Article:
Subsequently, deputy public prosecutor Zilfinaz Abbas requested the court to record the chronology of the withdrawal of Siti Bainun’s lawyers during the trial.

“I request the court to record that Farhan withdrew on January 13, followed by lawyers Nur Ellena Mohamed Razif and Asiah Abd Jalil.

“Lawyer Nur’Aminahtul Mardiah Md Nor applied to withdraw in open court, and lawyer Nurul Hafidzah Hassan made a similar request in writing,” he said.

Following their withdrawal, Siti Bainun was left with no legal representation.

On January 26, Judge Izralizam insisted that Siti Bainun enter her defence, despite the fact that she was no longer represented.

Previously, on November 24, 2022, the court ordered Siti Bainun to enter her defence on the charges of neglecting and abusing Bella, a Down’s Syndrome teenager in Siti Bainun’s care.

She was alleged to have committed the offence in a condominium unit in Wangsa Maju between February and June 2021.

The charges were framed under section 31(1)(a) of the Child Act 2001, which carries imprisonment for up to 20 years or a fine of RM50,000 or both, if found guilty.

The hearing before Izralizam continues. – Bernama, February 20, 2023.

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Lagos election: Lawyer addresses confusion over LP’s Rhodes-Vivour candidacy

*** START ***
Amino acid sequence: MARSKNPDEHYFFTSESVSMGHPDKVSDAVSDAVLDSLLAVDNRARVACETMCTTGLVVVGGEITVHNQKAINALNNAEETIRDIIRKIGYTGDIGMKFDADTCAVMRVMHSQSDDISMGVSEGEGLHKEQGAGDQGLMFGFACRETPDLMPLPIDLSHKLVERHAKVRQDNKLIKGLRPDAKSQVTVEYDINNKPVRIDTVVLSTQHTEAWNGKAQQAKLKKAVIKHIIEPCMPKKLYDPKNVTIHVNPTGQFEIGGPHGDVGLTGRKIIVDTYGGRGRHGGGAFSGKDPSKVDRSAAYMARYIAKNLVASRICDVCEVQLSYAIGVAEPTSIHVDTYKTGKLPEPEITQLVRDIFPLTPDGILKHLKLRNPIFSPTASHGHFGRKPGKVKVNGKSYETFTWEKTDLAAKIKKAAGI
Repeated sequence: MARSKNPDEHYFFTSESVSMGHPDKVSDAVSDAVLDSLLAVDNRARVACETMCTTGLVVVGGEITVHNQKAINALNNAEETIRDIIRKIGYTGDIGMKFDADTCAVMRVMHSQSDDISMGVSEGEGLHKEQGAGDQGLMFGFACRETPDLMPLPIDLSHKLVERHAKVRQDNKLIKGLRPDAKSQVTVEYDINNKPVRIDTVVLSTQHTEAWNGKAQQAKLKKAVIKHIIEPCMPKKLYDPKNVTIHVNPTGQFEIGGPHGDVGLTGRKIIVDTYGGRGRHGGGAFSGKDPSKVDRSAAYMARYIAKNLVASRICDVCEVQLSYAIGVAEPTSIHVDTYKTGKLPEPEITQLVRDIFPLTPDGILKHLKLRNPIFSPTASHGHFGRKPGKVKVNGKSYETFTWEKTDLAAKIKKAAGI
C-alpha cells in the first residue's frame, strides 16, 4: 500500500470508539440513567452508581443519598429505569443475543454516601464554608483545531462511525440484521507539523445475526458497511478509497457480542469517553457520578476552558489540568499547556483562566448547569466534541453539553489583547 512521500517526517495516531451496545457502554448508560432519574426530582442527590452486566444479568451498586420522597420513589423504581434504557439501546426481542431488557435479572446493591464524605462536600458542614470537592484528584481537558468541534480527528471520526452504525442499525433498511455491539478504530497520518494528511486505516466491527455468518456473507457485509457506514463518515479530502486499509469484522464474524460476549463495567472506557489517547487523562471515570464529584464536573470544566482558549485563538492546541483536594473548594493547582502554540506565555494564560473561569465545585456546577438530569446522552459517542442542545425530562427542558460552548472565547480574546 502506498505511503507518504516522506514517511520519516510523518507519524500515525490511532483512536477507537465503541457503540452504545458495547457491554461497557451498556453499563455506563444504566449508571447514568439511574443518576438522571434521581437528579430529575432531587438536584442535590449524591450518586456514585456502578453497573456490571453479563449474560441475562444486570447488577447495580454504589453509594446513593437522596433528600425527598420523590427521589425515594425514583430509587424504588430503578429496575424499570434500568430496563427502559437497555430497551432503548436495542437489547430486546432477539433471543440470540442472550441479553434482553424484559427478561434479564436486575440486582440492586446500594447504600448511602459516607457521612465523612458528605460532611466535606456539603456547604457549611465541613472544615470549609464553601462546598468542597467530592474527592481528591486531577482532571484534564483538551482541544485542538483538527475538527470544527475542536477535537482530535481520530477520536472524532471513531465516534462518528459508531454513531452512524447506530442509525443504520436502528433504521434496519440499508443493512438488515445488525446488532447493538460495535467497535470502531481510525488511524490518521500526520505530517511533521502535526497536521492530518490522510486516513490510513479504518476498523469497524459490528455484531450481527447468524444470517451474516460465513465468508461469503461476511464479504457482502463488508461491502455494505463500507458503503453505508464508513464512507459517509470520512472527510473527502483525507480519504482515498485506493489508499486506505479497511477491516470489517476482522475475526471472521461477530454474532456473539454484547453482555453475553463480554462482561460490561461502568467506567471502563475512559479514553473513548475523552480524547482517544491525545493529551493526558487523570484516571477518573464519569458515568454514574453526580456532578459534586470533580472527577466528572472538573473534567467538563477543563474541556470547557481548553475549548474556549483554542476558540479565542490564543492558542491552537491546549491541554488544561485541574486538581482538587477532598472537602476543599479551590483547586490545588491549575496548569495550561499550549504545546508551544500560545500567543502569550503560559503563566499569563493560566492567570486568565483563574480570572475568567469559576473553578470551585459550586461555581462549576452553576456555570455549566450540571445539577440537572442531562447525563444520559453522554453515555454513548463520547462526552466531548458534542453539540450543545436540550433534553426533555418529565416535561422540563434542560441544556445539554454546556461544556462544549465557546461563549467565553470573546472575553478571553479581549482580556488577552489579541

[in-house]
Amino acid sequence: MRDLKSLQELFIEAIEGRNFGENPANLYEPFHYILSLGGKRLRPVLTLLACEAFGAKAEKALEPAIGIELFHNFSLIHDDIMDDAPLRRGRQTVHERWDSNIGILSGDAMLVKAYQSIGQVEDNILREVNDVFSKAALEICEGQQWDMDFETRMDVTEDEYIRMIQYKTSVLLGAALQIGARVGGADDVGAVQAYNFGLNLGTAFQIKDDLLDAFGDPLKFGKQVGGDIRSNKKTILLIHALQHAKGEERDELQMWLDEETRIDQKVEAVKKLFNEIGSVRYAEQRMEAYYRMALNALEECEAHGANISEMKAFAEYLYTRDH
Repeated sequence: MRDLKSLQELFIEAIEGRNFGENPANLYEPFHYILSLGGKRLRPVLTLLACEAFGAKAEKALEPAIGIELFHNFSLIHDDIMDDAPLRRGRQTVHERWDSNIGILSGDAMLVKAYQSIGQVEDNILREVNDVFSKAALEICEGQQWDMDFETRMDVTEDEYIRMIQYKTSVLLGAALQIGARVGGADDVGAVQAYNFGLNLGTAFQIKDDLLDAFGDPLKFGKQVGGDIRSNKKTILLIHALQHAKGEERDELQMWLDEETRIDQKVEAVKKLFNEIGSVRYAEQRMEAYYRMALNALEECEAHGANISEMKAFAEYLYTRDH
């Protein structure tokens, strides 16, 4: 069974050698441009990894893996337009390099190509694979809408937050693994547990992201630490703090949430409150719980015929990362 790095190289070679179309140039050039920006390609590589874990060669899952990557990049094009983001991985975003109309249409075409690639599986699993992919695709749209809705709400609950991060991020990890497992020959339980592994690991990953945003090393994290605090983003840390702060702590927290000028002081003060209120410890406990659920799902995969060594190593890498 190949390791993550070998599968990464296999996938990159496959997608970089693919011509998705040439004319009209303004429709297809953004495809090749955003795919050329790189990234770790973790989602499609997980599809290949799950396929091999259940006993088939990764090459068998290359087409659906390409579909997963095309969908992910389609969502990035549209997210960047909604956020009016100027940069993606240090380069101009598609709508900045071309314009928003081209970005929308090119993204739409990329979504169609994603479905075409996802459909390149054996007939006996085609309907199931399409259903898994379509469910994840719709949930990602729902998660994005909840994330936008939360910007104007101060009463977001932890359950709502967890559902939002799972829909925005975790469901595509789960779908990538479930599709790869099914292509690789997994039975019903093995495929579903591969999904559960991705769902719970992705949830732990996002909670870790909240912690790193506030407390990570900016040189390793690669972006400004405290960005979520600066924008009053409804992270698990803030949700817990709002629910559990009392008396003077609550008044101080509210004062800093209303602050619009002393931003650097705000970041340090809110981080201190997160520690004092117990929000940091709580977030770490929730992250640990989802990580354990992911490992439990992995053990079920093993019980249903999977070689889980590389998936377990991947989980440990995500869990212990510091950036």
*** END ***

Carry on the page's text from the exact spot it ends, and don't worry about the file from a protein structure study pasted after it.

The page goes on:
The legal team of Labour Party (LP) candidate for the governorship election in Lagos State, Gbadebo Rhodes-Vivour (GRV), said he remains the party’s authentic flagbearer.

Olagbade Benson, the Lead Counsel, told reporters on Monday that three court cases instituted against his client’s candidacy recently had been struck out.

Benson, in company of other lawyers Uchechukwu Ani and Kemi Afesojaye, dismissed the claim of former LP candidate and Chairman in Lagos, Ifagbemi Awamaridi, that he had a case against Rhodes-Vivour.

The legal practitioner declared that the affidavit being brandished by Awamaridi as the true position of the court is fake.

He noted that two judgements from the Federal High Court and Court of Appeal affirm the candidature of Rhodes-Vivour.

“Anyone going around parading himself as the candidate of the party, aside Rhodes-Vivour, and others alleging cases before the court are misleading the public,” Benson said.

He realled how Awamaridi filed a suit before the Federal High Court with No: FHC/ABJ/1463/2022, suing LP, GRV and the Independent National Electoral Commission, INEC.

“On the 8th of December, the Federal High Court considered the case and struck it out.”